A good offboarding (or employee exit management) strategy is often low on the priority list for busy HR leaders.
And we get it!
You’ve already got so much on your plate bringing new employees into the fold, shaping their experience with your organization, and ensuring they grow into the fully-rounded hires you knew they could be. Who has time for offboarding?
The thing is, exit management is important. It’s the final act - the last hoorah and your final opportunity to leave a positive impression on your (soon-to-be-ex) employee.
Other pens will discuss the business impacts of good offboarding and why HR should invest in digital offboarding - but today we’re going to keep it simple with a no-frills, 5-step guide to perfect employee exit-management.
You may have heard of the ‘4 C’s of Onboarding’ - essentially the 4 key aspects that need to be covered in an effective new hire process.
In offboarding, a similar concept is at play called the ‘Offboarding ABCs’.
These 5 touchpoints outline the most important components of an effective offboarding program.
Has the departing employee given feedback on their time with the organization?
Has the departing employee been empowered to be a positive future brand ambassador?
Is the departing employee legally prepared to leave the organization?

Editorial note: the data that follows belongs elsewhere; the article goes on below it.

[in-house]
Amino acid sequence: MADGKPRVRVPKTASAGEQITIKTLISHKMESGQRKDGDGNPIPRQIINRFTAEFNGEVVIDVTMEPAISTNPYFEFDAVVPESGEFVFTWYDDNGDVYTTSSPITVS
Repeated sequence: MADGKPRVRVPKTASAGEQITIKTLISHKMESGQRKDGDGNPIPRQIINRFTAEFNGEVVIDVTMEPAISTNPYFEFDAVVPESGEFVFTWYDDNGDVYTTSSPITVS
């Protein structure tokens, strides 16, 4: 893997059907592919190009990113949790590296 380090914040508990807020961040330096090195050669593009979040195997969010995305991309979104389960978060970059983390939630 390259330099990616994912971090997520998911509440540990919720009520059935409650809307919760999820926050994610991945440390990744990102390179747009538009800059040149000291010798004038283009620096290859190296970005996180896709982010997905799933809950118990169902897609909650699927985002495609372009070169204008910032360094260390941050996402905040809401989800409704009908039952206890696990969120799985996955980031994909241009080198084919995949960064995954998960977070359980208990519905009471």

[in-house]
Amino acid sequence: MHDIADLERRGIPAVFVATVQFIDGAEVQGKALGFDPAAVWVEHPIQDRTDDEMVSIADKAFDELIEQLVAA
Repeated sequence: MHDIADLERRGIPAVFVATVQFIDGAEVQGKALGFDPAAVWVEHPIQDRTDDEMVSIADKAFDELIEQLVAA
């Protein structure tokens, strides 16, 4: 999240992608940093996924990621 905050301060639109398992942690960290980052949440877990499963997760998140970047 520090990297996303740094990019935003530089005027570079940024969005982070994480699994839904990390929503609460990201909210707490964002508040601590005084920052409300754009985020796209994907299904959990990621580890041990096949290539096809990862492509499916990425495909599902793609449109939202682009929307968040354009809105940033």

Has the organization supported the departing employee to leave with dignity and respect?
Has the departing employee’s specialist knowledge been shared and/or documented?
To build a simple yet effective offboarding strategy, it’s as easy as mapping actions at each of the 5 touchpoints - so let’s get started!
Departing employees have knowledge and insight that HR need - don’t let it go to waste!
Too often people schedule exit interviews because “it’s what they’re supposed to do”, only to let the data sit there afterward without doing any analysis or trying to learn and improve. So remember that any actions in this phase are only effective if you utilize the feedback you’ve gathered.
2 actions for Assessment:
Create an incentivized feedback quiz
If you’re receiving similar negative feedback from multiple parties, then it’s probably a good idea to make some changes. The same goes for the positives - if you’re getting positive feedback, look for ways to recreate this success in other areas.
Book an exit-interview with an unbiased 3rd party
The key part here is ‘unbiased’. If your leaver has been having behind-the-scenes problems with their manager, then booking that manager to run their exit interview isn’t going to give you a positive result - a 3rd party interviewer can bridge this particular problem.
Departing employees are the best brand ambassadors...except when they’re the worst.
Investing in a positive offboarding experience will empower your leavers, creating ambassadors and preventing people from bad-mouthing your organization after they’ve left.
Top tip - great brand ambassadors also help with future recruitment!
2 actions for Brand:
Provide (quality) company swag